Karnataka-Maharashtra Border Dispute
2022 DEC 15
Constitution > Union and States > State reorganisation
- The long-standing border dispute between Karnataka and Maharashtra flared up shortly before the case was due to come up in the Supreme Court.
- Maharashtra is seeking the integration of 865 predominantly Marathi-speaking villages in the border districts of Belgaum, Karwar, Bidar and Gulbarga, and the six towns of Belgaum, Nipani, Khanapur, Karwar, Halyal and Bhalki.
- Karnataka has argued for the inclusion of areas in Sholapur and Sangli (Jath taluk), Kolhapur districts (falling under Maharashtra) in its territory
- 1947: 814 villages and the three urban settlements of Belgaum, Karwar and Nipani were part of the Bombay Presidency before Independence.
- 1956-1960: States Reorganization Act gave Belgaum, Karwar, Nipani and other areas (having sizable population of Marathi speakers) to Mysore (Later Karnataka). Maharashtra objected to this by claiming that in 1956, Marathi-speakers outnumbered Kannada-speakers in those areas.
- 1966: At Maharashtra’s insistence, the Union government constituted the Mahajan Commission to look into the dispute
- 1967: While rejecting Maharashtra’s claim over Belagavi (then Belgaum), the commission recommended 247 villages/places should remain as part of Karnataka. It also declared 264 villages /places including Nipani, Khanapur and Nandagad, to be made part of Maharashtra. The report was rejected by Maharashtra, while Karnataka welcomed it.
- 2004: In 2004, the Maharashtra government filed a petition under Article 131(b) in the Supreme Court, staking claim over Marathi-speaking villages in Karnataka. Meanwhile, Karnataka changed the name of Belgaum to Belagavi and made it the second capital of the state.
- To seek the readjustment of its border on the basis of contiguity, relative linguistic majority and wishes of the people.
- While the claim over Belagavi and surrounding areas was based on Marathi-speaking people and linguistic homogeneity, its claim over Karwar and Supa (Konkani speaking areas) was by citing Konkani as a dialect of Marathi.
- Maharashtra also points out the historical fact that the revenue records in these Marathi-speaking areas are also kept in Marathi.
- Karnataka points out that when INC redrew its circles on linguistic basis in 1920,it included Belagavi in the Karnataka Provincial Congress Committee.
- Karnataka also holds the view that the settlement of boundaries as per the States Reorganisation Act is final.
- The State argues that the issue would reopen border issues that have not been contemplated under the Act, and that such a demand should not be permitted.
- Maharashtra-Karnataka border row has been pending before the Supreme Court since 2004.
UNION GOVERNMENT’S STANCE
- Despite demands from Karnataka, the Centre never implemented the recommendations of the Mahajan Commission report.
- In 2010, the Centre in its affidavit had stated that the transfer of certain areas to then Mysore (now Karnataka) was neither arbitrary nor wrong.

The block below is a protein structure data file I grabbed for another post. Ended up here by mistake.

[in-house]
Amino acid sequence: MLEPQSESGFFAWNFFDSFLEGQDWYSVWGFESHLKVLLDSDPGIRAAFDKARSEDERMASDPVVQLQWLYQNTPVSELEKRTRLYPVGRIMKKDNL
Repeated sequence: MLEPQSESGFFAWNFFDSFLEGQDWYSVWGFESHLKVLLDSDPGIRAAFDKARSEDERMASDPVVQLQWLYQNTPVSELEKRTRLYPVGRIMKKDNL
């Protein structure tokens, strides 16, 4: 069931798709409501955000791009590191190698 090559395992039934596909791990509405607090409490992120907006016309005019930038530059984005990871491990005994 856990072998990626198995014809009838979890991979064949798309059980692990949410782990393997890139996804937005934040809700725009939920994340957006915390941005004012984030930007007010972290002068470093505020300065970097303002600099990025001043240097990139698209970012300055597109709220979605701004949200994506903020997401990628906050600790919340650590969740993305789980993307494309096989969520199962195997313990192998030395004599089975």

- It had also underlined that both Parliament and the Union Government had considered all relevant factors while considering the State Reorganisation Bill, 1956.
WHAT ARE THE RAMIFICATIONS OF THE DISPUTE?
- Incites regionalism:
- Political parties in both Maharashtra and Karnataka have used the border dispute to stoke regional sentiments during elections.
- Threats to public order:
- Recently, vehicles from both states were attacked and defaced in Belagavi and Pune, respectively
- Conflicts in Administration:
- Eg 1: Maharashtra announced that freedom fighters in Belagavi and other Marathi-speaking areas in Karnataka would be eligible for pension & free medical care under the Jyotiba Phule Jan Arogya scheme.
- Eg 2: Karnataka Chief Minister announced grants for all Kannada schools in Maharashtra
Steps taken to resolve the Belgaum Dispute
- Four-Man Committee:
- In 1960, both States agreed to set up a four-man committee with two representatives from each State. However, the committee could not arrive at a unanimous decision.
- Mahajan Commission (1966):
- Appointed by GoI under former CJI Mehr Chand Mahajan. The Commission in its report granted 264 villages in the disputed region to Maharashtra and 247 villages to Karnataka. The commission ruled that the Belgaum should continue in Karnataka.
- Supreme Court:
- In 2006, the Maharashtra government filed a petition in the Supreme Court, staking claim over Belgaum city. The Supreme Court held that the issue should be resolved through mutual negotiation and that linguistic criteria should not be considered as it may create more practical problems. The case is still being heard by the Supreme Court.
OTHER MAJOR INTERSTATE BORDER DISPUTES:
- Maintaining the status quo by both the States until the Supreme Court decides the case on merits.
- Political leaders inciting violence & threats to national integrity should be dealt with as per the relevant sections of IPC.
- High level meeting of representatives of both States to reach a political resolution (Taking lessons from Assam-Mizoram border dispute resolution in 2022).
Q. Examine the role of central government in resolving inter-state border disputes. Also suggest few measures to address such issues in an amicable way.